In November, the Dallas Observer reported significant layoffs and financial woes at 90.1 and its TV counterpart, KERA 13. Rumors persisted about restructuring in the face of losses, and in May, 90.1 at Night host Paul Slavens sent a foreboding e-mail to fans. His Sunday-night music program would soon be canceled, he wrote, as would Lone Star Saturday Night, a Texas-music-only show hosted by program director Abby Goldstein.
"The music show as we have known it is dead," he wrote in May. "I can return all your CDs now."
But Slavens shouldn't give up his discs yet. In a last-minute interview, Goldstein confirms the music isn't going anywhere. Because of her increased workload as program director, she will no longer host Lone Star, but the three-hour Saturday-night block will remain dedicated to music with syndicated programs of Americana and Celtic songs. Meanwhile, Sunday night is still Slavens', and his show's format will remain unchanged.
"Yes, we are a news and information station," Goldstein says. "That's the thrust of what we do and who we are. But weekends are different. Shows like Car Talk and This American Life are popular on the weekend. So we try to broaden on the weekend with more thought-provoking material."
So KERA won't forget about its past any time soon, and neither will Slavens.
"Chris Douridas changed my life with his radio show," he says, and it's not the kind of name-drop you tend to hear around Dallas these days. More than a decade has passed since Douridas played countless hours of independent and local music on 90.1. (He has since left town to work at, among other projects, Los Angeles-based KCRW's world-renowned radio show Morning Becomes Eclectic.)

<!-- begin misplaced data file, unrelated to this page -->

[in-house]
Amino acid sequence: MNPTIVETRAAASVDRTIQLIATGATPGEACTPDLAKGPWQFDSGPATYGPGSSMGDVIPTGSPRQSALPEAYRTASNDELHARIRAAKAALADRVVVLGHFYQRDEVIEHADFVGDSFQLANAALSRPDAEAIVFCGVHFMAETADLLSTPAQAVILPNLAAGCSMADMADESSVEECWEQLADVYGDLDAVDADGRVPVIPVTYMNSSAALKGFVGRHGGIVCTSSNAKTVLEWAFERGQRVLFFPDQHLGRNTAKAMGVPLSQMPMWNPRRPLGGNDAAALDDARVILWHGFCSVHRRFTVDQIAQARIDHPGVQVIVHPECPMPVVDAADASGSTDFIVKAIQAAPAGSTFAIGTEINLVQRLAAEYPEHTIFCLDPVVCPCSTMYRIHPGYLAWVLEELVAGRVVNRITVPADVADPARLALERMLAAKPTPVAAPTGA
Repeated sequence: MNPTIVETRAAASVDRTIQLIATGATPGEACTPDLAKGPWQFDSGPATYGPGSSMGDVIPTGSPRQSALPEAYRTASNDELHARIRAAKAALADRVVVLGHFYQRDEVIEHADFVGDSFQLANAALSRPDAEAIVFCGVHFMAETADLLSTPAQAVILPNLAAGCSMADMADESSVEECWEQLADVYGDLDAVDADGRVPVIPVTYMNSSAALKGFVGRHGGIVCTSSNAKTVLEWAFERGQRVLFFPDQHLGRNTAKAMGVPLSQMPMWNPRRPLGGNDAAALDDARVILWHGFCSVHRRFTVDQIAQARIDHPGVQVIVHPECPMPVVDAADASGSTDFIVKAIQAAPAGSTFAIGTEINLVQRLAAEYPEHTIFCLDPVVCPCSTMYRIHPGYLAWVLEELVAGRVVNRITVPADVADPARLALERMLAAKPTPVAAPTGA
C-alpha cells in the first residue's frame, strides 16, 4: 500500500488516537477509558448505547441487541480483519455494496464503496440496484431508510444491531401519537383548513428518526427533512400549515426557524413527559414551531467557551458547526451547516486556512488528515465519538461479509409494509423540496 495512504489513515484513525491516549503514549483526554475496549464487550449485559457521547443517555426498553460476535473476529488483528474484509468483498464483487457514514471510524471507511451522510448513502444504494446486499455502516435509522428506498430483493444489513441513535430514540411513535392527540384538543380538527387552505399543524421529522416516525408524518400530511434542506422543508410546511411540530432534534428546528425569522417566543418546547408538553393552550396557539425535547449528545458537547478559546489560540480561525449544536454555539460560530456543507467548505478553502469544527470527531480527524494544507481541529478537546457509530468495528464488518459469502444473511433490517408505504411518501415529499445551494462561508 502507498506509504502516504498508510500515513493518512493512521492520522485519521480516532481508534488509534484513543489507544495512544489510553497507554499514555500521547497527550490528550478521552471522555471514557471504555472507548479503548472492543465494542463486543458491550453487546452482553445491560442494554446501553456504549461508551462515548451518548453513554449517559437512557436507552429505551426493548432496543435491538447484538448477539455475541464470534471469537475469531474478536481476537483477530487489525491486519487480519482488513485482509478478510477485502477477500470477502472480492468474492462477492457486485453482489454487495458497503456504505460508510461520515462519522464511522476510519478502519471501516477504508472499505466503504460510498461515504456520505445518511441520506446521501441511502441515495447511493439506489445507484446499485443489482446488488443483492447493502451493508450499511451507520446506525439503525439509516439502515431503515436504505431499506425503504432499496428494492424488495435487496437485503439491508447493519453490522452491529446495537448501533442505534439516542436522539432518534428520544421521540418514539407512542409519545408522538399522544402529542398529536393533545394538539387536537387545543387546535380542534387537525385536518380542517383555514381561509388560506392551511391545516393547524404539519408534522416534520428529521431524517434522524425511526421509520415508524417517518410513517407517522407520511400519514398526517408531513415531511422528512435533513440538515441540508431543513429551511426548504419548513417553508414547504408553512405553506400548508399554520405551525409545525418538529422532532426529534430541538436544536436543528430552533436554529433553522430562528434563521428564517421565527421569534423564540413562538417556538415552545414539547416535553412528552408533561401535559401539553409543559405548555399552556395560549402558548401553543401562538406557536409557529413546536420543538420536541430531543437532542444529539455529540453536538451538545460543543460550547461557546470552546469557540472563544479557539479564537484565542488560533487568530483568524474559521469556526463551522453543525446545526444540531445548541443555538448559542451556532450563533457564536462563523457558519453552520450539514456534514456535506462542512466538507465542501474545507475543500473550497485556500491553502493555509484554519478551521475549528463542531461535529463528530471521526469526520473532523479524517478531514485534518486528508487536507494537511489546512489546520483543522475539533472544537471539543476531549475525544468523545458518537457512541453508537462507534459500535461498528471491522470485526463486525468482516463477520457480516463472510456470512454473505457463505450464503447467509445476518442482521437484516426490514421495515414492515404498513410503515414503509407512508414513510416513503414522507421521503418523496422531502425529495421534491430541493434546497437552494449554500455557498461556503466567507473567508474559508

Two weeks ago, Slavens--a longtime figure around Dallas and Denton music from such bands as Ten Hands--celebrated the one-year anniversary of his show, an homage to Douridas and the '80s days of the station. In that short time, Slavens' program has already developed a reputation for its freakishly eclectic mix. From local singer-songwriter Kristy Kruger to '80s Brit faves The The, and from Nina Simone to Denton's amazingly loud Record Hop, his variety consistently reminds listeners no genre is safe.
"It's the radio show I always dreamed of," Slavens says. "Listeners tell me, 'I heard it on your show and went out and bought it'--that's the height of it. It's a really valuable thing to hear all kinds of music set side by side with no theme, nothing to link them together except that it's just..." He trails off. "To me, music is information and learning and an adventure."
At the time I interviewed him, Slavens thought his show was still in jeopardy. Perhaps 90.1 at Night would be axed altogether, or perhaps it would transform into a talk show with brief snippets of music to better fit the station's focus on news and information. He seems particularly invigorated about evolving the show to include more musical discussions; in fact, he talked about a dream episode in which Al Lipscomb and Laura Miller come to the station with 10 songs each and talk about why those songs are their favorites ("You can learn so much about people that way," he says). Really, he seems open to all possibilities--even the worst one.
"They gave me an opportunity for a year to play what I wanted, and nobody told me 'boo,'" Slavens says. "At that station, Sunday night was pretty much a toss-off. That's why they put me on the air with no radio experience. Years of trying to get on the station, and one great year--if that's all I get out of it, I'll take it."
Luckily, Goldstein wants more, and while she agrees that an eventual evolution of the show would be great, she doesn't want 90.1 at Night to stop playing music any time soon.
"Paul is a great local talent," Goldstein continues. "He's been around this area for many years, and he's got an incredible sensibility. I see a lot of potential." Laura? We're waiting.